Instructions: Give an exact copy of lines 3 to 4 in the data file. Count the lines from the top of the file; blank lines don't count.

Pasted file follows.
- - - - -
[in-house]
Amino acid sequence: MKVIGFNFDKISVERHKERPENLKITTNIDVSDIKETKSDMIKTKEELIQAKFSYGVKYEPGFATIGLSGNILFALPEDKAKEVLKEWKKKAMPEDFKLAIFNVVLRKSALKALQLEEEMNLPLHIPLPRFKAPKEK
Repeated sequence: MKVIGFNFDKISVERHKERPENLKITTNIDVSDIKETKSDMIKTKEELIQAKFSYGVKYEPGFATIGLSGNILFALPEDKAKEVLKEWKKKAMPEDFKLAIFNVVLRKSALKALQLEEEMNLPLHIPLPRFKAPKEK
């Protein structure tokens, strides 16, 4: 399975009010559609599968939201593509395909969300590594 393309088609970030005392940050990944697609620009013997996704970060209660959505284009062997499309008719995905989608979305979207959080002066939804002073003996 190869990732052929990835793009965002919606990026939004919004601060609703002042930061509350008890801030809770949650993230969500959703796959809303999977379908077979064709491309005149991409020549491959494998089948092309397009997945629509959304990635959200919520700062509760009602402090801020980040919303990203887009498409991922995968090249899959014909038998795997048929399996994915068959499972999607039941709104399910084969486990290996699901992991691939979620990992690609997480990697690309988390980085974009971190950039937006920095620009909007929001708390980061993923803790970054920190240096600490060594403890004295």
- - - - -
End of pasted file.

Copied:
Repeated sequence: MKVIGFNFDKISVERHKERPENLKITTNIDVSDIKETKSDMIKTKEELIQAKFSYGVKYEPGFATIGLSGNILFALPEDKAKEVLKEWKKKAMPEDFKLAIFNVVLRKSALKALQLEEEMNLPLHIPLPRFKAPKEK
């Protein structure tokens, strides 16, 4: 399975009010559609599968939201593509395909969300590594 393309088609970030005392940050990944697609620009013997996704970060209660959505284009062997499309008719995905989608979305979207959080002066939804002073003996 190869990732052929990835793009965002919606990026939004919004601060609703002042930061509350008890801030809770949650993230969500959703796959809303999977379908077979064709491309005149991409020549491959494998089948092309397009997945629509959304990635959200919520700062509760009602402090801020980040919303990203887009498409991922995968090249899959014909038998795997048929399996994915068959499972999607039941709104399910084969486990290996699901992991691939979620990992690609997480990697690309988390980085974009971190950039937006920095620009909007929001708390980061993923803790970054920190240096600490060594403890004295």